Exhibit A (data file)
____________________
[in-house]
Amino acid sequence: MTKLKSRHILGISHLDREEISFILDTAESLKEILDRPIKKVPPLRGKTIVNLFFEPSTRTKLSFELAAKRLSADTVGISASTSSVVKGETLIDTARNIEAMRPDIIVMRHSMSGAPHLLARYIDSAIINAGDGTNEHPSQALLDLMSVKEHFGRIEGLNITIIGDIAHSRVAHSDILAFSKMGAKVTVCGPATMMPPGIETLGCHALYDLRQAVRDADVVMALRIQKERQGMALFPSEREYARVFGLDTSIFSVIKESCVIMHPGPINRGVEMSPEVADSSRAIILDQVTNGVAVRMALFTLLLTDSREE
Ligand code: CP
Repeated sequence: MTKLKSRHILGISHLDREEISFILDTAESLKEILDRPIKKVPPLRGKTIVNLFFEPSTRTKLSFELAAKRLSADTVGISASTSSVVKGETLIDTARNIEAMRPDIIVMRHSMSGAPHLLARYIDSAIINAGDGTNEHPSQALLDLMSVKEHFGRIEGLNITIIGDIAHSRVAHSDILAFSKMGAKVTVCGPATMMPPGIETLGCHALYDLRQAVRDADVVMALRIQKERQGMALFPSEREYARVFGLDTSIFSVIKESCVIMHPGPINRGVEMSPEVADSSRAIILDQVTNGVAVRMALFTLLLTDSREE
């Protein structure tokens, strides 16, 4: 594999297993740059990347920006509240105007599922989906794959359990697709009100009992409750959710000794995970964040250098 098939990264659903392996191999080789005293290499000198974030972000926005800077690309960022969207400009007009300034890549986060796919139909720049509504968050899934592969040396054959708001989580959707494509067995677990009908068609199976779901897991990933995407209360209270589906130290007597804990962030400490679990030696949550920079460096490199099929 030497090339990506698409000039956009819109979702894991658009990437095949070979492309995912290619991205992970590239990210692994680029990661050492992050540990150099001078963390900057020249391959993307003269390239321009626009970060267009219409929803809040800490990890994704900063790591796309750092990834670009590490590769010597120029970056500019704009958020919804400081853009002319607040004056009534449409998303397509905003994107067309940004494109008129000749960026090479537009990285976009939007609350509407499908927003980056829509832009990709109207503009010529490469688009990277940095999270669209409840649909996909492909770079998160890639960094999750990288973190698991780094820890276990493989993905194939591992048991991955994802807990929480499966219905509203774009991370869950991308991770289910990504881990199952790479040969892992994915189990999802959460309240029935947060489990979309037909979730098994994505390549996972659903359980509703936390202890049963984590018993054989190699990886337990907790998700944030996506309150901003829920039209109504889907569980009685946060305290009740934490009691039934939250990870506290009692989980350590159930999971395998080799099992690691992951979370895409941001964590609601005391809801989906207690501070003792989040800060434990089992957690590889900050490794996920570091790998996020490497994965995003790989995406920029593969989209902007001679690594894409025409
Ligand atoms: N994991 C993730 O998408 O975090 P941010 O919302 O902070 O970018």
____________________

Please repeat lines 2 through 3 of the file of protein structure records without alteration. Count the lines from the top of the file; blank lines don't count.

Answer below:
Amino acid sequence: MTKLKSRHILGISHLDREEISFILDTAESLKEILDRPIKKVPPLRGKTIVNLFFEPSTRTKLSFELAAKRLSADTVGISASTSSVVKGETLIDTARNIEAMRPDIIVMRHSMSGAPHLLARYIDSAIINAGDGTNEHPSQALLDLMSVKEHFGRIEGLNITIIGDIAHSRVAHSDILAFSKMGAKVTVCGPATMMPPGIETLGCHALYDLRQAVRDADVVMALRIQKERQGMALFPSEREYARVFGLDTSIFSVIKESCVIMHPGPINRGVEMSPEVADSSRAIILDQVTNGVAVRMALFTLLLTDSREE
Ligand code: CP